Officially, Iran’s Supreme Leader Ayatollah Khamenei and the President of the Republic address their greetings on the festive occasion to the Iranians and Muslim Ummah.
• Which rituals are practised on Eid Milad-Un-Nabi day?
• Several ceremonies are held to mark the auspicious occasion. workshops of calligraphy, music, narration, poetry, illustration, painting, caricature, wood carving, mosaic, pottery, ceramics, and doll making run during the Week of Islamic Unity. Artistic programs along with the performances of tribal music are on the display. Flowers are distributed to the people.
Also, buses and subways give free-of-charge services on the day, and all cultural, sporting, and artistic centres give citizens services with 50% discount. The day is also marked with public and family gatherings. Families gather and prepare a feast, which is then served to the guests and is also meant to be donated to the poor.
Additionally, people wear green ribbons or green items of clothing, carry green flags or banners with texts highlighting the importance of this great day. The green colour is a symbol of Islam and paradise. Mass gatherings are recorded in Vali-e-Asr square in Tehran calling for Muslim Unity.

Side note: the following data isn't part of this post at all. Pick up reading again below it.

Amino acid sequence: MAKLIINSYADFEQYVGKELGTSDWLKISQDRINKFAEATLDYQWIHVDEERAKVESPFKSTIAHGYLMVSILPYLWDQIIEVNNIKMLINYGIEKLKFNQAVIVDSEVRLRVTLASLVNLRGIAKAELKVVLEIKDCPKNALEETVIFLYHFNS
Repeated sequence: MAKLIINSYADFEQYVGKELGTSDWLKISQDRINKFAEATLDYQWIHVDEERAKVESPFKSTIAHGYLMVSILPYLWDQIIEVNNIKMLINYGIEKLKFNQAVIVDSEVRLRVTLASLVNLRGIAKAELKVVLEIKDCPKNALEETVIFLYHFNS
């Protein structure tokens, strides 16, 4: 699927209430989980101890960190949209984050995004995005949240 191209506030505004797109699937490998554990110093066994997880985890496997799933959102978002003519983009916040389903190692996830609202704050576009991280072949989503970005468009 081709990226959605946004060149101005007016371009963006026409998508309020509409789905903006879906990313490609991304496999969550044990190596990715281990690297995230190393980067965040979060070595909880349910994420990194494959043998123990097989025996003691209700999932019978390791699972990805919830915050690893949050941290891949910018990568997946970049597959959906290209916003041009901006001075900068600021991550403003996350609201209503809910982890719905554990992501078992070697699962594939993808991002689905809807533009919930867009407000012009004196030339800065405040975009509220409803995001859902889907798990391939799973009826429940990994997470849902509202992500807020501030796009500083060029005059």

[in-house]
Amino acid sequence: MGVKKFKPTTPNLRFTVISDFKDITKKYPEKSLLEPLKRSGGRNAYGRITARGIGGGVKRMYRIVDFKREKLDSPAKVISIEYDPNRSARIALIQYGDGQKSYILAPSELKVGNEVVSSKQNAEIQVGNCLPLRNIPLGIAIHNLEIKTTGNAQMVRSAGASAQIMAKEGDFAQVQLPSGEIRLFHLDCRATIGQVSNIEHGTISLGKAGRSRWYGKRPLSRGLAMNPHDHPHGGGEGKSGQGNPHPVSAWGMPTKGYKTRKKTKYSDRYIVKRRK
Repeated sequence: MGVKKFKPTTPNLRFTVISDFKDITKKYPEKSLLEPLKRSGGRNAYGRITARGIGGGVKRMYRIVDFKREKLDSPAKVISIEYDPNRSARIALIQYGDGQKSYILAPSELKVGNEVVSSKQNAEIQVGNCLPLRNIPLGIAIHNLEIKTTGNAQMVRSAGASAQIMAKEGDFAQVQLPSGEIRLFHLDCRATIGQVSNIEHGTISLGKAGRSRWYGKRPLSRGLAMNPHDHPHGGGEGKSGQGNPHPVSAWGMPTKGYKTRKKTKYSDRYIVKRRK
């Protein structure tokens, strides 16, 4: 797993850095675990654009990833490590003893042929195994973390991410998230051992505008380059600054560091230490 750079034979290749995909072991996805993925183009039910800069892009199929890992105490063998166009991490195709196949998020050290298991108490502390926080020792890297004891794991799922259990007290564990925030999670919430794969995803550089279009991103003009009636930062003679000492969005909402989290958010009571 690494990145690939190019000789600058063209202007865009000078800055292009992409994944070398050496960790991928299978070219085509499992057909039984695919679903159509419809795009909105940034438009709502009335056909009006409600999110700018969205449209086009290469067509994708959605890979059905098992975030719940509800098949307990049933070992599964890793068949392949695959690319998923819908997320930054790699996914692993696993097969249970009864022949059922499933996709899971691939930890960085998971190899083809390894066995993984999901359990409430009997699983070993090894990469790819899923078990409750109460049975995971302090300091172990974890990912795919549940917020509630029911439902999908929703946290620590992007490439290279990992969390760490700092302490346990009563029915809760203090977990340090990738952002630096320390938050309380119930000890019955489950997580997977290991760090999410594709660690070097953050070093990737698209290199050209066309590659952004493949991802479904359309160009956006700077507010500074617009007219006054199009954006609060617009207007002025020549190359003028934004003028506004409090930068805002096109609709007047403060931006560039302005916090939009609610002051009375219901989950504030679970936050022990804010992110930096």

In some provinces, the day starts with a gun salute and drumings. Processions are taken out and poems are recited in the remembrance of the Holy Prophet (PBUH).
As for foreigners, the authorities organize tours for the guests of Iran, especially non-Muslims, to get them acquainted with the Islamic culture. High profile religious and political dignitaries participate in these tours.